Share Email Print
cover

Proceedings Paper

Total electron count variability and stratospheric ozone effects on solar backscatter and LWIR emissions
Author(s): John S. Ross; Steven T. Fiorino
Format Member Price Non-Member Price
PDF $14.40 $18.00
cover GOOD NEWS! Your organization subscribes to the SPIE Digital Library. You may be able to download this paper for free. Check Access

Paper Abstract

The development of an accurate ionospheric Total Electron Count (TEC) model is of critical importance to high frequency (HF) radio propagation and satellite communications. However, the TEC is highly variable and is continually influenced by geomagnetic storms, extreme UV radiation, and planetary waves. Being able to capture this variability is essential to improve current TEC models. The growing body of data involving ionospheric fluctuations and stratospheric variations has revealed a correlation. In particular, there is a marked and persistent association between increases in stratospheric ozone and variability of the TEC. The spectral properties of ozone show that it is a greenhouse gas that alters long wave emissions from Earth and interacts with the UV spectrum coming from the sun. This study uses the Laser Environment Effects Definition and Reference (LEEDR) radiative transfer and atmospheric characterization code to model the effects of changes in stratospheric ozone on solar backscatter and longwave (LWIR) terrestrial emissions and infer TEC and TEC variability.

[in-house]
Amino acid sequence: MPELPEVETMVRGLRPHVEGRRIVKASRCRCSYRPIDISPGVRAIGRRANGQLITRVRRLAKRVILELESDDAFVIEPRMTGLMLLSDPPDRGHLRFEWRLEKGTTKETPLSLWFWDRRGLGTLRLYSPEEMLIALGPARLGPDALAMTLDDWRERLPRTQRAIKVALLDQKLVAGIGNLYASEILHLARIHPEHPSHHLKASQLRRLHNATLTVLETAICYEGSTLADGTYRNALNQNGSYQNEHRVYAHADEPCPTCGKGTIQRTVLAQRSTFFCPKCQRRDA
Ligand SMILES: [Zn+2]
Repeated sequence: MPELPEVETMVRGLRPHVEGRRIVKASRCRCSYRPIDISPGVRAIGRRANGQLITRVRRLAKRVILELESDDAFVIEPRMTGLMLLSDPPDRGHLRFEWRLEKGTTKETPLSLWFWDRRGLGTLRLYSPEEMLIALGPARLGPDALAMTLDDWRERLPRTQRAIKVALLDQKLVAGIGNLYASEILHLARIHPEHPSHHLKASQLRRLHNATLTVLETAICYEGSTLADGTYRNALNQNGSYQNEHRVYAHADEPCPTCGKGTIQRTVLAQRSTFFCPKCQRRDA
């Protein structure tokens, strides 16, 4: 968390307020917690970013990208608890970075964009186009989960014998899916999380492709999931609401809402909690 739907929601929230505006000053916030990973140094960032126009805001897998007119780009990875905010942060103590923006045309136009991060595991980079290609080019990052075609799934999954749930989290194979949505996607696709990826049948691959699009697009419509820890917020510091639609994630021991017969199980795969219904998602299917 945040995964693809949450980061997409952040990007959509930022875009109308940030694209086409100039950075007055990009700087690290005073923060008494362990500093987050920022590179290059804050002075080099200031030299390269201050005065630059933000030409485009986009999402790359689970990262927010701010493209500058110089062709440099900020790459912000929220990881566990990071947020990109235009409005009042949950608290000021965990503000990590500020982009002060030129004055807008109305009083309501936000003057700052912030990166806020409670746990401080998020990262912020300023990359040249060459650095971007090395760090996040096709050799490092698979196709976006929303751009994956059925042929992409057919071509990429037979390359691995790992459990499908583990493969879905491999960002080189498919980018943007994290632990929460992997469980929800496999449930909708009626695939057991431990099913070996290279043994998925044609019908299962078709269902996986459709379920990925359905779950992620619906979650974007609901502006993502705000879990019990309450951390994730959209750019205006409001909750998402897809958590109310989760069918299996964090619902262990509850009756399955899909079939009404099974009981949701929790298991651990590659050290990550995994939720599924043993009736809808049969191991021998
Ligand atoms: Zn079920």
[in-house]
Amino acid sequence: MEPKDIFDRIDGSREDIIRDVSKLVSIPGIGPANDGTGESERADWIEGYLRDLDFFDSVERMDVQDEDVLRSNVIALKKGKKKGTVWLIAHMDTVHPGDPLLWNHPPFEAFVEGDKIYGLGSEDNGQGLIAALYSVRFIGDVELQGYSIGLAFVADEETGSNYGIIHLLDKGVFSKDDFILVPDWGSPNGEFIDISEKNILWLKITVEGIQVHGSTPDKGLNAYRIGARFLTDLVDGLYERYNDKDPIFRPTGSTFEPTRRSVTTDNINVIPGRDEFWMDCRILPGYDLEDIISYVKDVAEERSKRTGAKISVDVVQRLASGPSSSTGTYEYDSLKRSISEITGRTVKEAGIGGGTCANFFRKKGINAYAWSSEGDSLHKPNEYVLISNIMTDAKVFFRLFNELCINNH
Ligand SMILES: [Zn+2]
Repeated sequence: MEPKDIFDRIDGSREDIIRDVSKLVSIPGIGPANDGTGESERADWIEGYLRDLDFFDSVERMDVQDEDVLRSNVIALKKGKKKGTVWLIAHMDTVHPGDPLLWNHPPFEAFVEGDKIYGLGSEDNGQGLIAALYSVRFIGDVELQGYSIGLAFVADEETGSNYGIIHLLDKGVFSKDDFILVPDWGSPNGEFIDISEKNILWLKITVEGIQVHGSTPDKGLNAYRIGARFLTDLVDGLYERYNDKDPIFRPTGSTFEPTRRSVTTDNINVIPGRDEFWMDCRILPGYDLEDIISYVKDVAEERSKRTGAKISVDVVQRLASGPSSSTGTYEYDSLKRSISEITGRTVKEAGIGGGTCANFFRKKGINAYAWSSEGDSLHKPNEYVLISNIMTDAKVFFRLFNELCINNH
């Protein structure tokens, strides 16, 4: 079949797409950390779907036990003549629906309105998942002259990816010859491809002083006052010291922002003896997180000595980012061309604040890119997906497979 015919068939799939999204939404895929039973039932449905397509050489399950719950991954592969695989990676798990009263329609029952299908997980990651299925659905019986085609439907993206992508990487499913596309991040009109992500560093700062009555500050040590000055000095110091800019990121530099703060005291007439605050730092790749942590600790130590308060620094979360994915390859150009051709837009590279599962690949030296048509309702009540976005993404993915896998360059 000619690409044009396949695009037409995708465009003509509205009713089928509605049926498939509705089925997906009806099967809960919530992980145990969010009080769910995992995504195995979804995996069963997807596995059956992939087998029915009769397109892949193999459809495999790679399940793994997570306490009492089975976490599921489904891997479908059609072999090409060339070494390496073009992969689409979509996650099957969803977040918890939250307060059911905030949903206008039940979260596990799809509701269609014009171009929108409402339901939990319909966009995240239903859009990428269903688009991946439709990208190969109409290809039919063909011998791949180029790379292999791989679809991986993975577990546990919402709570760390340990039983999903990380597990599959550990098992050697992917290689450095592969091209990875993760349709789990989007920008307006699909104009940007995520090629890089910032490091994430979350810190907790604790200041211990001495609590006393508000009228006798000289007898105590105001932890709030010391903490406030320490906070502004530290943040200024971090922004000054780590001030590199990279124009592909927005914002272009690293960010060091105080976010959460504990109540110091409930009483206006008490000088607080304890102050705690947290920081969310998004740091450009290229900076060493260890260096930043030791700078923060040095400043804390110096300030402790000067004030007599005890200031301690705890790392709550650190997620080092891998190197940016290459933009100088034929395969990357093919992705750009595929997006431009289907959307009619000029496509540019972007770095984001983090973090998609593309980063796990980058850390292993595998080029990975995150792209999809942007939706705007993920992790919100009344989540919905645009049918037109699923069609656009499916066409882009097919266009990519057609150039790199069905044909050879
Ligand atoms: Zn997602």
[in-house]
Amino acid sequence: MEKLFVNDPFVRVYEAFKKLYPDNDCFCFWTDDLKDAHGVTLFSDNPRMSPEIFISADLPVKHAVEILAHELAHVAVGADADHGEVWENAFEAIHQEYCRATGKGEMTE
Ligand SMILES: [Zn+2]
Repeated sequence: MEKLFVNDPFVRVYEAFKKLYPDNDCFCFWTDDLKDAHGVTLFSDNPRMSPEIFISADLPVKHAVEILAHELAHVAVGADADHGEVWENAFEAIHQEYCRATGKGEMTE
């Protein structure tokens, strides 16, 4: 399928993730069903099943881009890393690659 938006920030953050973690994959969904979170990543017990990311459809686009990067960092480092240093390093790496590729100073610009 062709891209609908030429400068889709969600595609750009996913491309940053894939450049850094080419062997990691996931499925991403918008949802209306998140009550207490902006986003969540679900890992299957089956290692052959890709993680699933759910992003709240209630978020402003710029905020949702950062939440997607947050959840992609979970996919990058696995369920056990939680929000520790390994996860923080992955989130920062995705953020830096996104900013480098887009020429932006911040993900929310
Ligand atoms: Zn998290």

Paper Details

Date Published: 5 May 2017
PDF: 20 pages
Proc. SPIE 10198, Algorithms and Technologies for Multispectral, Hyperspectral, and Ultraspectral Imagery XXIII, 101980A (5 May 2017); doi: 10.1117/12.2265360
Show Author Affiliations
John S. Ross, Air Force Institute of Technology (United States)
Steven T. Fiorino, Air Force Institute of Technology (United States)


Published in SPIE Proceedings Vol. 10198:
Algorithms and Technologies for Multispectral, Hyperspectral, and Ultraspectral Imagery XXIII
Miguel Velez-Reyes; David W. Messinger, Editor(s)

© SPIE. Terms of Use
Back to Top